............ a little T-Rex action for yer? Somebody stapled his elbow to his ribs.
=== Difference Two: Plate Coverage ===
Almost the day that Jeff Clement was drafted, Inside Pitch gave me the bad news. This kid can't see the pitches, he said. Looks like Thome, sees like a football player.
Clement had short arms, a huge chest, no leverage, a muscled sledgehammer swing, and (1) he couldn't hit anything on his hands. He also (2) couldn't see anything bendy.
(3) Guess what happened when something bent AND moved to his hands? One of the worst pitch type values in the history of F/X. He had a lifetime run value of -3.08 on sliders and -2.42 on cut fastballs (which are hard sliders).
It was tragic watching Clement try to swat an offspeed pitch on the insider third. Spec points out that Clement is not on Pittsburgh's 40-man. He'll probably never be on anybody's, ever again, because he has demonstrated that there are several kinds of ML pitches he just cannot hit.
Clement has a -5.46 run value on forkballs and splits. Lifetime! He has a terrible run value on changes. And on curve balls. He's plus on fastballs.
You just saw it, boys, as extreme a case of Pedro Cerronitis as Dr. D has ever seen it manifest.
Justin Smoak, on the other hand, has demonstrated a capacity to hit every pitch in the book.
We have seen him turn around 97 MPH fastballs for home runs. We have seen him pull in his arms, T-Rex style, to rip jam pitches down the line. We've seen him take outside pitches 400 feet over the LF fence. Smoak's HIT tool would be 70, plus-plus, if he were a center fielder without power.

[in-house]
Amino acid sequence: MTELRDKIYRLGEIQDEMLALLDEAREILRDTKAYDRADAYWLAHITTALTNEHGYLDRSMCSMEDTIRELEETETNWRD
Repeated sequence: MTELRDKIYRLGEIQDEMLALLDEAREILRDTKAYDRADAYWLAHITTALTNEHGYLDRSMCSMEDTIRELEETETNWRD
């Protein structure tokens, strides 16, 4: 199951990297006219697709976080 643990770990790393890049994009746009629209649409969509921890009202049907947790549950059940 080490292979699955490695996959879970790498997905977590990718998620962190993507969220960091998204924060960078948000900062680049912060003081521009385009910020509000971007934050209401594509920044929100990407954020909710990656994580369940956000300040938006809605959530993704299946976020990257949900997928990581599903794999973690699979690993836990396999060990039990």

Here is an SSI article to that effect, after Colby Lewis tried six different pitches against him, the sixth of which Smoak ripped off the CF boards. Here is a G-Money analysis of Smoak's huge power the other way, which is not a thing that you will accuse Jeff Clement of having.
Clement had a kludgy swing; Justin Smoak has one that will someday produce a LeRoy Neiman poster. I'm particularly taken with the gentle, understated way in which his hands move backward to create the load. The smoothness of the acceleration is just beautiful.
A pretty swing isn't a scout's cliche, only. You consider golf, and the value of a smooth, leveraged swing is obvious.
Think of a great hitter, and the odds are that he had extra-class smoothness and leverage, with compact load. Griffey? Ichiro? ARod? Ackley?
On the other hand, here are Gutierrez and Figgins standing flatfooted, weight on the front leg as the pitcher winds up, taking ugly little flat arm swings...
Teddy Ballgame was the reductio ad absurdum. Sweet swings aren't the last word, but they are some of the words.